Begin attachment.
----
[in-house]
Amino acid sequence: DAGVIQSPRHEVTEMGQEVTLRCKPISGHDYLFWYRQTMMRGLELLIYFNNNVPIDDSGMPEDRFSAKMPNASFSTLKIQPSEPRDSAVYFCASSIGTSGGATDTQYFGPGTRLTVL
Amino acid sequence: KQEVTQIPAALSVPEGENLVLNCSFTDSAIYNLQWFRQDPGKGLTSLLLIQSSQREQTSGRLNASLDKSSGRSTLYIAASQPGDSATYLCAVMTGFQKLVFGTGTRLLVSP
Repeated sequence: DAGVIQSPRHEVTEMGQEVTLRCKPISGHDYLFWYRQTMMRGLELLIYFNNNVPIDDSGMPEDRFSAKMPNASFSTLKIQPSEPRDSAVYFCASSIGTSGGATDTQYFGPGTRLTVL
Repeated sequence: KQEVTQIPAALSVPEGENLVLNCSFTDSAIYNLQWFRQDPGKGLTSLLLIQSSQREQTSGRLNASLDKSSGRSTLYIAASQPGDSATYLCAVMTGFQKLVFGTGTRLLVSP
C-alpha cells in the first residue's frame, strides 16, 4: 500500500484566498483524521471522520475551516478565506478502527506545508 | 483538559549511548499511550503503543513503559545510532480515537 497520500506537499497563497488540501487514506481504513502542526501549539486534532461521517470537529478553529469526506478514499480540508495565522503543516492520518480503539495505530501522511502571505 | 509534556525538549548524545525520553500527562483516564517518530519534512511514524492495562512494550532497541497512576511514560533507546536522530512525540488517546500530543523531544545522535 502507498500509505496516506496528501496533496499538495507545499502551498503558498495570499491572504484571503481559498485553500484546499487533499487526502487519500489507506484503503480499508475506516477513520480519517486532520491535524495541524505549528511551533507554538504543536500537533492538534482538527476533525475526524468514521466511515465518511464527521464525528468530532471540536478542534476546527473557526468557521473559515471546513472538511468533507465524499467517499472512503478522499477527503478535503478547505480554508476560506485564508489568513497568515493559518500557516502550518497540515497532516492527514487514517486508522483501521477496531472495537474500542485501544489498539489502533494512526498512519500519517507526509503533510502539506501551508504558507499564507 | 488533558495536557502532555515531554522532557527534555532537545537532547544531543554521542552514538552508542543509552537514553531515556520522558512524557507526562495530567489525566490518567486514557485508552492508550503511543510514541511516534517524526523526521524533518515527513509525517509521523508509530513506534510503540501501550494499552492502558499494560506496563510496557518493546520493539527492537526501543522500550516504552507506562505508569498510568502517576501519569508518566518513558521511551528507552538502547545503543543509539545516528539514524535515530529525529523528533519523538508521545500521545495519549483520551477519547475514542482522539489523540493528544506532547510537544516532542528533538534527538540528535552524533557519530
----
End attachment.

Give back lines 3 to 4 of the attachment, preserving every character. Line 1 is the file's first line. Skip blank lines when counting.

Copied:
Amino acid sequence: KQEVTQIPAALSVPEGENLVLNCSFTDSAIYNLQWFRQDPGKGLTSLLLIQSSQREQTSGRLNASLDKSSGRSTLYIAASQPGDSATYLCAVMTGFQKLVFGTGTRLLVSP
Repeated sequence: DAGVIQSPRHEVTEMGQEVTLRCKPISGHDYLFWYRQTMMRGLELLIYFNNNVPIDDSGMPEDRFSAKMPNASFSTLKIQPSEPRDSAVYFCASSIGTSGGATDTQYFGPGTRLTVL